Prior to the 19th Amendment, laws barred women from voting, but that did not stop them from organizing.
Staten Island women founded church groups and women's clubs that operated as politcal structures. Within these organizations, women debated issues, voted on decisions, and elected officers. Suffragists used these networks to organize their campaign for suffrage.
The Staten Island Woman Suffrage Party (SIWSP)
A In 1910, local activists Mary Otis Willcox, Edith Whitmore, and May Sexton Simonson formally organized the Staten Island Woman Suffrage Party (SIWSP) to campaign for women’s right to vote in New York State. SIWSP leaders used the Island’s powerful political, social, and economic networks to recruit over 10,000 registered members by the time New York State voters passed the amendment giving women the vote in 1917. Members spanned the political spectrum. Liberals, conservatives, philanthropists, schoolteachers, and temperance and labor activists banded together to campaign for political equality for women. Despite their diverse political affiliations, most SIWSP members were white. African- American women on Staten Island created their own activist networks through clubs, sororities, and parish communities.
Florence Spearing Randolph (1866 -1951)
In 1886, Randolph moved from South Carolina to New Jersey with her husband Hugh Randolph to work as a dressmaker. She became involved with the Monmouth Street AME Zion Church in Jersey City, where she taught Sunday school. She studied and received her preacher’s license in 1897, becoming one of few women in the Church to earn this distinction. By that time, she was already politically active as a member of the Women’s Christian Temperance Union.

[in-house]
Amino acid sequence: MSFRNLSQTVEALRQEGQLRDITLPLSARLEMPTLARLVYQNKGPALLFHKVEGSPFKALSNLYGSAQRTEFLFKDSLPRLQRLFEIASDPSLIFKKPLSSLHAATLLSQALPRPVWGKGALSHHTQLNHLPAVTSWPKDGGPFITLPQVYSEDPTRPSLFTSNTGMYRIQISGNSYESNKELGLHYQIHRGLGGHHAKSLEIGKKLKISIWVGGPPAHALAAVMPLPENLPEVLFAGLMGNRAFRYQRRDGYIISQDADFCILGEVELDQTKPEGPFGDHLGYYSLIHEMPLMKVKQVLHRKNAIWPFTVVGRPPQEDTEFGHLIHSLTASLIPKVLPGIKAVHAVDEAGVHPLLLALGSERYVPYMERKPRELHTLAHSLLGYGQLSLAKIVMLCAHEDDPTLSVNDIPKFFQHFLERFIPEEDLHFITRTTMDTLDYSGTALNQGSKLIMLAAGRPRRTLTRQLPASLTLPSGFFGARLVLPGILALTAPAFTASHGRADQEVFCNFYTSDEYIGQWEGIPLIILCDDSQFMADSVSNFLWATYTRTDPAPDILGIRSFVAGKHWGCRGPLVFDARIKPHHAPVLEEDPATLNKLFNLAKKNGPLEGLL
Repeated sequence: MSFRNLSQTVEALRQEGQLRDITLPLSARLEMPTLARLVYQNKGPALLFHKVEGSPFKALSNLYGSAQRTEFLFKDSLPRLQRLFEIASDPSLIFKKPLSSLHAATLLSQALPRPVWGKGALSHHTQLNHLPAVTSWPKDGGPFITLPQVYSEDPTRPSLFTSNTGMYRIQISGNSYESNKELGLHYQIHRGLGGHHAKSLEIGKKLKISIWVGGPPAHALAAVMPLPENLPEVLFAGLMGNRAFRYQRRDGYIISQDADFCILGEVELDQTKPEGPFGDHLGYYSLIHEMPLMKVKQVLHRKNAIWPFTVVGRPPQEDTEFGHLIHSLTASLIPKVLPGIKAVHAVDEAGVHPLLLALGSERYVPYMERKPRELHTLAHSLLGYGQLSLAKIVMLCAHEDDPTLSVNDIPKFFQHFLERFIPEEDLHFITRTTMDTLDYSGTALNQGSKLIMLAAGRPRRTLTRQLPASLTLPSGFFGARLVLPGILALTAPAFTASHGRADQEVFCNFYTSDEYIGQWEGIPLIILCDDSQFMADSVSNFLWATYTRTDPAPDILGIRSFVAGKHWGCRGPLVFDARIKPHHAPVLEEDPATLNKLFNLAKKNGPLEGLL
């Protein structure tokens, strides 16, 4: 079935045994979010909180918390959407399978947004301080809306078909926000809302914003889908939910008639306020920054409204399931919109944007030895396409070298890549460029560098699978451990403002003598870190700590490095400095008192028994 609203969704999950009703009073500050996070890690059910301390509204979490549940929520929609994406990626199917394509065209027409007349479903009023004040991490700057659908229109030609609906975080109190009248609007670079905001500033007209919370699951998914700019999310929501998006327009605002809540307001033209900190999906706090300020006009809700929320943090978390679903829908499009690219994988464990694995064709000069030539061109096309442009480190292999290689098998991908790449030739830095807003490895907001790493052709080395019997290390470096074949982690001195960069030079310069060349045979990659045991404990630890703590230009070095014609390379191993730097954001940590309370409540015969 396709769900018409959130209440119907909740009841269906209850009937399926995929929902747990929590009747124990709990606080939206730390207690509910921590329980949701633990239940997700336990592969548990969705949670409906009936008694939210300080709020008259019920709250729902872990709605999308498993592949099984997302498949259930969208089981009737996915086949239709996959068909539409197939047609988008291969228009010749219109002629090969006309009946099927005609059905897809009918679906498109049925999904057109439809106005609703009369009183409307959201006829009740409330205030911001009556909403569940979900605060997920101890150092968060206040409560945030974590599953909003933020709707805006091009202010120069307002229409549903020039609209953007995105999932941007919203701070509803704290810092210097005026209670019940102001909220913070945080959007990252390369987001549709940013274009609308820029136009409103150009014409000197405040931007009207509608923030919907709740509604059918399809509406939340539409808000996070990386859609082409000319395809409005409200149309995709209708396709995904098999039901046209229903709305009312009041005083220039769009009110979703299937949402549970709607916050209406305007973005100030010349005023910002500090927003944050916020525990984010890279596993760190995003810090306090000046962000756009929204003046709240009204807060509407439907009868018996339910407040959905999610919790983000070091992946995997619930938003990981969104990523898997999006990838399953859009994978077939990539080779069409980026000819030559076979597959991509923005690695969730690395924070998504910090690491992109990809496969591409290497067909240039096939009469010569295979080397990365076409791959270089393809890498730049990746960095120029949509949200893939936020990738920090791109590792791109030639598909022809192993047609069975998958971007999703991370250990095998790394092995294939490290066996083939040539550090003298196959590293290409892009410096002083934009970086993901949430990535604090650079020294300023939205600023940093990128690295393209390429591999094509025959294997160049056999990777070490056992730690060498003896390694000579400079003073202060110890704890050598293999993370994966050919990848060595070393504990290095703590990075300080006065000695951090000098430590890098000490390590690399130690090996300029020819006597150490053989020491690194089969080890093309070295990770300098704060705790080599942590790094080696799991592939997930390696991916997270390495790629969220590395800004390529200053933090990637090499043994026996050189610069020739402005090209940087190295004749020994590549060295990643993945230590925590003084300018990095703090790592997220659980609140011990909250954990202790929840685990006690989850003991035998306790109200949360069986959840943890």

In 1916, women activists founded the New Jersey Federation of Colored Women’s Clubs and elected Randolph, future pastor of Rossville AME Zion Church, as president. Randolph’s election demonstrated the deep ties between civil rights activism and the AME Zion church in the region. Under Randolph’s leadership, the federation created departments dedicated to education, temperance, “race history,” and, of course, suffrage. Rossville’s Buds of Promise Club represented Staten Island in the Federation. From 1919 until 1921, Randolph served as pastor of Rossville AME Zion Church in Staten Island. During this time, she continued as President of the New Jersey Federation of Colored Women’s Clubs and as a member in the New Jersey Republican State Committee.
Ella Boole (1858 – 1952)
In the 1888, Ella Boole moved to Staten Island with her husband Reverend William Boole. The couple were among the founders of Prohibition Park, Staten Island, a “dry” community and summer retreat for those who abstained from drinking alcohol as a means of social reform. Beginning in the 1890s, Ella Boole rose through the ranks of the Women’s Christian Temperance Union (WCTU), an international organization that campaigned for abstinence from alcohol and women’s suffrage as avenues to protect women from abuse or destitution at the hands of alcoholic husbands or fathers. Boole ascended to the Presidency of the World WCTU in 1931 and remained in the role for 16 years. She also ran for the United States Senate in 1920.
Linda French (1881 - 1972)
A graduate of Boston College, Linda French was working as a teacher in Manhattan when she marched in the first Parade for Woman Suffrage in New York in 1912. “I wouldn’t have missed it for anything,” she declared in a letter to her mother. That same week she attended a Boston College Alumni dinner and met Clara Whitmore and Florence Shepherd of Curtis High School, a connection that would result in Linda’s move to Staten Island the following year to teach German at Curtis and join her fellow teachers in continued suffrage activism.